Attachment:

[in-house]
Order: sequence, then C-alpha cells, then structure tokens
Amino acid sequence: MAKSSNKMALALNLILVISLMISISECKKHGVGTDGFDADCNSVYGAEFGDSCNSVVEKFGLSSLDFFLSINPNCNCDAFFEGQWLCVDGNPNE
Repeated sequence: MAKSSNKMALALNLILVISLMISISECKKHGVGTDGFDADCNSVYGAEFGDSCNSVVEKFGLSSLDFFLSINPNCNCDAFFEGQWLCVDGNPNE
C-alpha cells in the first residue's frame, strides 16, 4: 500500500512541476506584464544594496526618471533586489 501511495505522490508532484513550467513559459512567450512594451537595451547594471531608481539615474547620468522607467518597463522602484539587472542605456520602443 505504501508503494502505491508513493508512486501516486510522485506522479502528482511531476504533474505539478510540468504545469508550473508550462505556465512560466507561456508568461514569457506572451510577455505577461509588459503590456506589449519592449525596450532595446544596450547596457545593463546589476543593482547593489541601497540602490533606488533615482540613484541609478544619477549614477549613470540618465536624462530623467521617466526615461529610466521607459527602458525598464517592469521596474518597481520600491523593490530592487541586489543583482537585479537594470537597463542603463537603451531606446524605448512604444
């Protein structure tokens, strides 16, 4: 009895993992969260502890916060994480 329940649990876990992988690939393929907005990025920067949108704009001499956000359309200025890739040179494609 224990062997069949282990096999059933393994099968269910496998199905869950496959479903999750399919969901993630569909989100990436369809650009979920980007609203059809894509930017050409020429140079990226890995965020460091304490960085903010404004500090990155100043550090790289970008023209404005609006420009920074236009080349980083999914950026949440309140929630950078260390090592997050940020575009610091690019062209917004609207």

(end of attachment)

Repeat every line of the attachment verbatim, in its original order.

[in-house]
Order: sequence, then C-alpha cells, then structure tokens
Amino acid sequence: MAKSSNKMALALNLILVISLMISISECKKHGVGTDGFDADCNSVYGAEFGDSCNSVVEKFGLSSLDFFLSINPNCNCDAFFEGQWLCVDGNPNE
Repeated sequence: MAKSSNKMALALNLILVISLMISISECKKHGVGTDGFDADCNSVYGAEFGDSCNSVVEKFGLSSLDFFLSINPNCNCDAFFEGQWLCVDGNPNE
C-alpha cells in the first residue's frame, strides 16, 4: 500500500512541476506584464544594496526618471533586489 501511495505522490508532484513550467513559459512567450512594451537595451547594471531608481539615474547620468522607467518597463522602484539587472542605456520602443 505504501508503494502505491508513493508512486501516486510522485506522479502528482511531476504533474505539478510540468504545469508550473508550462505556465512560466507561456508568461514569457506572451510577455505577461509588459503590456506589449519592449525596450532595446544596450547596457545593463546589476543593482547593489541601497540602490533606488533615482540613484541609478544619477549614477549613470540618465536624462530623467521617466526615461529610466521607459527602458525598464517592469521596474518597481520600491523593490530592487541586489543583482537585479537594470537597463542603463537603451531606446524605448512604444
């Protein structure tokens, strides 16, 4: 009895993992969260502890916060994480 329940649990876990992988690939393929907005990025920067949108704009001499956000359309200025890739040179494609 224990062997069949282990096999059933393994099968269910496998199905869950496959479903999750399919969901993630569909989100990436369809650009979920980007609203059809894509930017050409020429140079990226890995965020460091304490960085903010404004500090990155100043550090790289970008023209404005609006420009920074236009080349980083999914950026949440309140929630950078260390090592997050940020575009610091690019062209917004609207």